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Pays Pagan (Traditional district, Brittany, France)

Bro Pagan

Last modified: 2016-11-11 by ivan sache
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Flag of Pays Pagan - Image by Mikael Bodlore-Penlaez, 6 March 2016


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Presentation of Pays Pagan

Pays Pagan (in Breton, Bro Pagan; pagan means "pagan" in Breton) is a traditional district located on the north-western coast of Brittany, in the traditional province of Léon. The district is limited by the villages of Plouguerneau (west) and Goulven (east). The region is quite isolated and navigation is made difficult by storms, rocks and cliffs; accordingly, its inhabitants were considered as corsairs, pirates, smugglers, or even wreckers, therefore their nickname of "pagans".

Bristled with rocks and cliffs, the coast has been the site of several wrecks, the most (in)famous wrecked ship being the Amoco Cadiz, sunk off Portsall on 16 March 1978; the wreckage resulted in the largest oilspill of that kind ever recorded. Like the inhabitants of other dangerous coasts of Brittany (for instance, Pays Bigouden and the islands of Molène and Ushant), the "pagans" have been traditionally described as wreckers.
There is indeed historical evidence that the inhabitants of the coasts plundered wrecks and considered everything brought to them by the sea as their property. This "right of wreck", challenged by the local lords, was eventually suppressed by Colbert in 1681; the same Ordinance prescribed the set up of watch posts and rescue stations on the most dangerous places. Louis Gallouédec (Annales de Géographie, 1892) reports the wrecking of the Vendée on 3-4 February 1889, describing "bunches of men, women and children standing on the shore and, nearly blind drunk, drinking from the barrels that had pierced". The author adds that "such events still appear from time to time, in spite of punishment".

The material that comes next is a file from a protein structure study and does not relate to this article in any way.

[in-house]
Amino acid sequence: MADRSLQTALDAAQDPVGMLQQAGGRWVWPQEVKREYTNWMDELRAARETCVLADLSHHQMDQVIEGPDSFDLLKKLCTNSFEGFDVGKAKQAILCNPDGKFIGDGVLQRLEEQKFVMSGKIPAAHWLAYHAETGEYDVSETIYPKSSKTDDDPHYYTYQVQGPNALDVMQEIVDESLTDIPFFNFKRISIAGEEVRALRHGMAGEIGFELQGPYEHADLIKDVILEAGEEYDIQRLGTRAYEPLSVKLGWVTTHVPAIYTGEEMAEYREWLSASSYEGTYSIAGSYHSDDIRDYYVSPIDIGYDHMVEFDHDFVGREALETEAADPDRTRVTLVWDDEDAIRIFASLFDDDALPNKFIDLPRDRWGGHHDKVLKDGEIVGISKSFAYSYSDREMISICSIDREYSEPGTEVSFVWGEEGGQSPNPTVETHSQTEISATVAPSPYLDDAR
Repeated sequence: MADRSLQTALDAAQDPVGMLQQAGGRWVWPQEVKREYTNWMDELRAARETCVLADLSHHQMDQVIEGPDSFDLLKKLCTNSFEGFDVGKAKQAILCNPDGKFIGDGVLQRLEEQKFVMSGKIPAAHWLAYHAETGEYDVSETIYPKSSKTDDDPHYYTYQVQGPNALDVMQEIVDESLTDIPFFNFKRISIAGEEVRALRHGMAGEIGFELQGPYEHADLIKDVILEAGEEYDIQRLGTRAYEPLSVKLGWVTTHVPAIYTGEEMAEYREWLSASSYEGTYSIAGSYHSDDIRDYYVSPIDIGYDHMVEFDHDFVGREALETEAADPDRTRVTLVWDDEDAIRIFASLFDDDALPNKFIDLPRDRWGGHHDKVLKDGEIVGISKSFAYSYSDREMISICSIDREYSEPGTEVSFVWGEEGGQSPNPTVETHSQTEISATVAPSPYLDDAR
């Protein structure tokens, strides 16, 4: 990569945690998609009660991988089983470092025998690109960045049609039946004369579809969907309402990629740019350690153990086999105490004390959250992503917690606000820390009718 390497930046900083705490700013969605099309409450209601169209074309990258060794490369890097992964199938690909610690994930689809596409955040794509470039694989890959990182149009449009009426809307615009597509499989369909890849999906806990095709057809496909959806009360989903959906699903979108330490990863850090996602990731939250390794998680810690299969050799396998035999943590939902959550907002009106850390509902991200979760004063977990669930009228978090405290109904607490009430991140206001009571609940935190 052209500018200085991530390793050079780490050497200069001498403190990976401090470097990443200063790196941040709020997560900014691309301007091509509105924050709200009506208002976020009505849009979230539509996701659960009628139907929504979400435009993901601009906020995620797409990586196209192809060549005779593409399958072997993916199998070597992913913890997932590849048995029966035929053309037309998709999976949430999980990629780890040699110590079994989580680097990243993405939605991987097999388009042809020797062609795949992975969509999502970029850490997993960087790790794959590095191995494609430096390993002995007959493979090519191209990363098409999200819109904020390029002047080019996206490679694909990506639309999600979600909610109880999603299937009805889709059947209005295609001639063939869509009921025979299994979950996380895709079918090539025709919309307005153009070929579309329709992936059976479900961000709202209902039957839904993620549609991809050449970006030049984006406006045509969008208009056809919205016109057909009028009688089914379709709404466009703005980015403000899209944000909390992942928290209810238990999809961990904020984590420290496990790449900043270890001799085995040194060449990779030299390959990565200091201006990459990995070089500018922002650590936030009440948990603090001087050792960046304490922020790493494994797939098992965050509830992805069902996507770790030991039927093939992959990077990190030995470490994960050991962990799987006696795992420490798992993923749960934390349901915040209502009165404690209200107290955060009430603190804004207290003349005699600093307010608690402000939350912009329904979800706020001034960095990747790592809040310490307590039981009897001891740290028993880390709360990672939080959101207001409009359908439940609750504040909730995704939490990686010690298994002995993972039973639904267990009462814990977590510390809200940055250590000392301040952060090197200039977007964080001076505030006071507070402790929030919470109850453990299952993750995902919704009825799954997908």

The wrecker's black legend was propagated by the renowned historian Jules Michelet (Tableau de la France, 1832): "Not only they expected the wreck, it is asserted they had prepared it. Often, it is said, a cow with a moving lamp tied to the horns, drove the ships to the reefs. God only knows the night scenes! We have seen some who, to get the ring from the finger of a woman about to drown, cut her finger with the teeth." Guy de Maupassant (En Bretagne, 1883) also reported the use of a cow, adding the animal was shackled so that it limped and simulated another ship. The folk culture also reported wrecker's trick. A traditional lament (gwerz) curses the inhabitants of Penmarc'h (Pays Bigouden) who set up a fire atop the village church to lure the seamen.

Ivan Sache, 6 March 2016


Flag of Pays Pagan

The flag of Pays Pagan was designed in 2006 by Mikael Bodlore-Penlaez, with the following description:
"It is pitch dark on Pays Pagan, a Breton country par excellence, stylized by an ermine spot issuing from the ground. A ship sails off the coats on a stormy sea, but the fire on the coast lures her to the wrecker's land."

The flag was eventually produced in 2015 the cloth by Jean-Claude Kerdraon and flown in several places, the Town Hall of Plouguerneau included.
[Bannieloù Breizh, 19 May 2015]

Ivan Sache, 6 March 2016